Navy, Marine, and Coast Guard Recipients
The Navy version is described as “a five-pointed bronze star, tipped with trefoils containing a crown of laurel and oak. In the center is Minerva, personifying the United States, standing with left hand resting of fasces and right hand holding a shield blazoned with the shield from the coat of arms of the United States. She repulses Discord, represented by snakes. The medal is suspended from the flukes of an anchor.” It is made of solid red brass, oxidized and buffed.
Air Force Recipients
The Air Force version is described as “within a wreath of green laurel, a gold five-pointed star, one point down, tipped with trefoils and each point containing a crown of laurel and oak on a green background. Centered on the star, an annulet of 34 stars is a representation of the head of the Statue of Liberty. The star is suspended from a bar inscribed with the word VALOR above an adaptation of the thunderbolt from the Air Force Coat of Arms.” The pendant is made of gilding metal. The connecting bar, hinge, and pin are made of bronze. The finish on the pendant and suspension bar is hard enameled, gold plated, and rose gold plated, with buffed relief.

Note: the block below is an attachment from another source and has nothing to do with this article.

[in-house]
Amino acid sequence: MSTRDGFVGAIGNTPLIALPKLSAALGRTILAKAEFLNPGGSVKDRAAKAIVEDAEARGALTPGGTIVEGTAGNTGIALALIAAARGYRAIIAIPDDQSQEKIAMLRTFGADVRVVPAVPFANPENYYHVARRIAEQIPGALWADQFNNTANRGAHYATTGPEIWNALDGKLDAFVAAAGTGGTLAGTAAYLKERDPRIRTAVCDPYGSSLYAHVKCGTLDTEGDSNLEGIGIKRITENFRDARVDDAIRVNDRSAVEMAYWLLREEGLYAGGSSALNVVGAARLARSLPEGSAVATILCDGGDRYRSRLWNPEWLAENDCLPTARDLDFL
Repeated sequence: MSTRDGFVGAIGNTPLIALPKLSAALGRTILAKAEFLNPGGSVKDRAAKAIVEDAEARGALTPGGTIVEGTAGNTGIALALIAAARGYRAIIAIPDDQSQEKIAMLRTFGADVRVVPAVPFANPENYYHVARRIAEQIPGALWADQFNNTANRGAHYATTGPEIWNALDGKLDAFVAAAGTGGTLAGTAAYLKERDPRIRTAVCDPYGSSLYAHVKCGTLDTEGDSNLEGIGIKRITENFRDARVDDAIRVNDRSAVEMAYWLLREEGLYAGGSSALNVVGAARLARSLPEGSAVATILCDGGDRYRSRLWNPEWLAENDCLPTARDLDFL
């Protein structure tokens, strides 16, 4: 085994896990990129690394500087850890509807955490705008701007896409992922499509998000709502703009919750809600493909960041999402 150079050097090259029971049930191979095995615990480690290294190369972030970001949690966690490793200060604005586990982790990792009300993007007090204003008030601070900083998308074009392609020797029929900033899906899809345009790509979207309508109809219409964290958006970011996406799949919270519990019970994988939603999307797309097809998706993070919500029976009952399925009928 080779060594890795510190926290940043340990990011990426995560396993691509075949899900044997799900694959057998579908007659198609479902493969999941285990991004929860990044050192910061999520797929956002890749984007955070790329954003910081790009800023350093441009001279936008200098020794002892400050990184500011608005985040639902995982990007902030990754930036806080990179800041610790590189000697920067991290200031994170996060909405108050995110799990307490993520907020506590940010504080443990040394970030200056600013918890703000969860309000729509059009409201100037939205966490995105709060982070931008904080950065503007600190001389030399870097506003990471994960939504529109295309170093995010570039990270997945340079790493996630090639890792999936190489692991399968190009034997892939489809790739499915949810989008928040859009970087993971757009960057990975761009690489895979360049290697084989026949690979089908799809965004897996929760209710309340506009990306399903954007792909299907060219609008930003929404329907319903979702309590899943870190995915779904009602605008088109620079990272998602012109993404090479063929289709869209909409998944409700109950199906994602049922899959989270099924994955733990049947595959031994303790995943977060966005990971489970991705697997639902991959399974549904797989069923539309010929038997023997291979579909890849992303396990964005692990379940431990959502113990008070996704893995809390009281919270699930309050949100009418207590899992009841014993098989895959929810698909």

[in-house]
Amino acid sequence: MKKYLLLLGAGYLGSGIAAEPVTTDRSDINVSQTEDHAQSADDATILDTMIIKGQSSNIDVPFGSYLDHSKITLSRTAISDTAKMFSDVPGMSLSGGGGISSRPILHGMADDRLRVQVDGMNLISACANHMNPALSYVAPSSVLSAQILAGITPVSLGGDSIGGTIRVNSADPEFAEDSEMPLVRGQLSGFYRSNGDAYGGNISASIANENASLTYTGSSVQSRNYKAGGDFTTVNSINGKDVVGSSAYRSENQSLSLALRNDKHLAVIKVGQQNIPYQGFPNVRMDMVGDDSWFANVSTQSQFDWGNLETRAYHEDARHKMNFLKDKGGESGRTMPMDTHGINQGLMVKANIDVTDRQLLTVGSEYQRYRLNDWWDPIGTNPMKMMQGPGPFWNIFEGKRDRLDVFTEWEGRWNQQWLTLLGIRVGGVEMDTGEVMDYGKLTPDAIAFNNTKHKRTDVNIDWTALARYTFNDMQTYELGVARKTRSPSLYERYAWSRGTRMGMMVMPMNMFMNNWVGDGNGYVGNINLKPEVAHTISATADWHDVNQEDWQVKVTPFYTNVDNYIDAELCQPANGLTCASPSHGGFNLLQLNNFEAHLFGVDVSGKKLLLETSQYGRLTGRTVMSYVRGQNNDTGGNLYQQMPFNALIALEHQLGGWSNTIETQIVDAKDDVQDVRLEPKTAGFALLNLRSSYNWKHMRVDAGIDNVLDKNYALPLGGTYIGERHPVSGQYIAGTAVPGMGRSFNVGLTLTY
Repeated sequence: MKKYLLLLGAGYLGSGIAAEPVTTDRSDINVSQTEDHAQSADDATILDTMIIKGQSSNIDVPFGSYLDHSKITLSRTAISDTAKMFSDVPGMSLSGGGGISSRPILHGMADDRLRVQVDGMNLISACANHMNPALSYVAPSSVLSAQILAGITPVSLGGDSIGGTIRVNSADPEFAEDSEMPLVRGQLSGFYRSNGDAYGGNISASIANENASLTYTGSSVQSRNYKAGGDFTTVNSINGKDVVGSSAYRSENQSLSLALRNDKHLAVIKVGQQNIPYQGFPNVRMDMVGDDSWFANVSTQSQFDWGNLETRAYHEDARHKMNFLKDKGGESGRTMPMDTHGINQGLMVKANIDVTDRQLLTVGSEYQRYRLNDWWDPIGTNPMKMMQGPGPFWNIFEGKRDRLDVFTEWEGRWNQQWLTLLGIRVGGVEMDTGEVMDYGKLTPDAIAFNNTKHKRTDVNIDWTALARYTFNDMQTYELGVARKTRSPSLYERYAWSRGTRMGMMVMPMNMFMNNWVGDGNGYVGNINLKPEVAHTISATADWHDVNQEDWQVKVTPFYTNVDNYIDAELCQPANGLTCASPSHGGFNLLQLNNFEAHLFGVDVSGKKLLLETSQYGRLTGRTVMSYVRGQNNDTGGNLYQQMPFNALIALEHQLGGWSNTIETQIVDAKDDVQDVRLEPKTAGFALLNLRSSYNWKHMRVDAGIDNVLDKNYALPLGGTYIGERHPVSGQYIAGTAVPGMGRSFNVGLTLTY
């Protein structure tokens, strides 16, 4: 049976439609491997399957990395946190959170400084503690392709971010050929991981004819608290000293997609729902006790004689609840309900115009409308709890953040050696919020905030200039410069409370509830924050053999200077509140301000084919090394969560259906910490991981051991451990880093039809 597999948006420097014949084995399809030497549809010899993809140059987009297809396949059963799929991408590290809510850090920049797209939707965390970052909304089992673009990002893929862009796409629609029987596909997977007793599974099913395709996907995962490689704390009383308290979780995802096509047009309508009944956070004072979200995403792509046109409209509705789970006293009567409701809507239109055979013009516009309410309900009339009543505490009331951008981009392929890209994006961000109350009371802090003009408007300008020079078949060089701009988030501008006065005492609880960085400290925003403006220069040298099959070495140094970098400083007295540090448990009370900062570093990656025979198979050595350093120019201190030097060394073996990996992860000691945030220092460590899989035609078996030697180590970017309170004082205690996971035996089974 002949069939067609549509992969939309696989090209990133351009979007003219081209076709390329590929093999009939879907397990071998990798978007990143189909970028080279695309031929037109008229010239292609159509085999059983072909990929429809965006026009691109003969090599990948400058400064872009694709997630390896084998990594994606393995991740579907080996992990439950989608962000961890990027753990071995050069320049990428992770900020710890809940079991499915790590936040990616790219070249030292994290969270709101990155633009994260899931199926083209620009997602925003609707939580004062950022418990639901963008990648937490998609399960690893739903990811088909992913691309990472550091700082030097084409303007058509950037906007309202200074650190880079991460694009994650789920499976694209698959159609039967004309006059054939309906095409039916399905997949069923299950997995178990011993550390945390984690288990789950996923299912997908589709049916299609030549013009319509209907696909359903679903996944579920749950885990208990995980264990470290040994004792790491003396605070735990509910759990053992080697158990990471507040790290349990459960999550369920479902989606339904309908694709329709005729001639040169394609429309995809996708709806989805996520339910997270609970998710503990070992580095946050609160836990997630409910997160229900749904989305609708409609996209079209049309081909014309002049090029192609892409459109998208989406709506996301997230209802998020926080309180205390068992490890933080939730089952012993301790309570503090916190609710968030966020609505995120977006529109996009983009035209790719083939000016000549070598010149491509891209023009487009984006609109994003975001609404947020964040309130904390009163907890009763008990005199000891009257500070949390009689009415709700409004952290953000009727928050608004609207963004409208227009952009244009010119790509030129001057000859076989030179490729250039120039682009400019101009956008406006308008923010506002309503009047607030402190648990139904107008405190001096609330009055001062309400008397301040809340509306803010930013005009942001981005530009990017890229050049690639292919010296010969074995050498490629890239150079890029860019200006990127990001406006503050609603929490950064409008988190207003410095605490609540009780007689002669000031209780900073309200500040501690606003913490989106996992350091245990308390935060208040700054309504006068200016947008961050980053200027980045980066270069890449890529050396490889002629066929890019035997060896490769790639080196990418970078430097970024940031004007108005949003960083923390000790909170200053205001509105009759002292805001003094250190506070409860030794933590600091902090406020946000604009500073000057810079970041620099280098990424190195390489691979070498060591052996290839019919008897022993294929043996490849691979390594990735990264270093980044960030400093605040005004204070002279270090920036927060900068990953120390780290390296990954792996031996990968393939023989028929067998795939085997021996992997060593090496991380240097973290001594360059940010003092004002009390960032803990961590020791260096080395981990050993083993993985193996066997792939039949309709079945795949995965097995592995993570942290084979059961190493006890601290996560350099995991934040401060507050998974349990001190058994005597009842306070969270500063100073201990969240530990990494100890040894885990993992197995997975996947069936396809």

The President, in the name of Congress, has awarded more than 3,500 Medals of Honor to our nation’s bravest Soldiers, Sailors, Airmen, Marines, and Coast Guardsmen since the decoration’s creation in 1861. For years, the citations highlighting these acts of bravery and heroism resided in dusty archives and only sporadically were printed. In 1973, the U.S. Senate ordered the citations be compiled and printed as a Committee on Veterans’ Affairs report. This book was later updated and a reprint published in 1979. For more information please visit www.cmohs.org